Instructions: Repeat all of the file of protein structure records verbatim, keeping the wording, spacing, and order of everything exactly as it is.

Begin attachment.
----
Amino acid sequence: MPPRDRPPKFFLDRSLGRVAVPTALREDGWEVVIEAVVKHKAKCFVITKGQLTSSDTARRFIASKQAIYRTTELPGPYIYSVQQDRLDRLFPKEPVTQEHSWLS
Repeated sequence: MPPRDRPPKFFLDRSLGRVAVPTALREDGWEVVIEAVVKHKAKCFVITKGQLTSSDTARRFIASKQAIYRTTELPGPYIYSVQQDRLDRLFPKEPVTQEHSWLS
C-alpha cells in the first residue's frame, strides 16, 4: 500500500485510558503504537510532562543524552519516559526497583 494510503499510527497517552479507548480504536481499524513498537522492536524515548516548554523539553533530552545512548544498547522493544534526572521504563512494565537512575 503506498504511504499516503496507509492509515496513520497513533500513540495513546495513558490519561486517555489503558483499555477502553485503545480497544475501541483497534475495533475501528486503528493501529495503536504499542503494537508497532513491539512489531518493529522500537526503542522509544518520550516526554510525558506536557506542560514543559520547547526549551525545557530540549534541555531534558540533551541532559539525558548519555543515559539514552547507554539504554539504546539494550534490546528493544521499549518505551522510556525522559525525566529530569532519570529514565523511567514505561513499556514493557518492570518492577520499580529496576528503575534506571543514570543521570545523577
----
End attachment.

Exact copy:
Amino acid sequence: MPPRDRPPKFFLDRSLGRVAVPTALREDGWEVVIEAVVKHKAKCFVITKGQLTSSDTARRFIASKQAIYRTTELPGPYIYSVQQDRLDRLFPKEPVTQEHSWLS
Repeated sequence: MPPRDRPPKFFLDRSLGRVAVPTALREDGWEVVIEAVVKHKAKCFVITKGQLTSSDTARRFIASKQAIYRTTELPGPYIYSVQQDRLDRLFPKEPVTQEHSWLS
C-alpha cells in the first residue's frame, strides 16, 4: 500500500485510558503504537510532562543524552519516559526497583 494510503499510527497517552479507548480504536481499524513498537522492536524515548516548554523539553533530552545512548544498547522493544534526572521504563512494565537512575 503506498504511504499516503496507509492509515496513520497513533500513540495513546495513558490519561486517555489503558483499555477502553485503545480497544475501541483497534475495533475501528486503528493501529495503536504499542503494537508497532513491539512489531518493529522500537526503542522509544518520550516526554510525558506536557506542560514543559520547547526549551525545557530540549534541555531534558540533551541532559539525558548519555543515559539514552547507554539504554539504546539494550534490546528493544521499549518505551522510556525522559525525566529530569532519570529514565523511567514505561513499556514493557518492570518492577520499580529496576528503575534506571543514570543521570545523577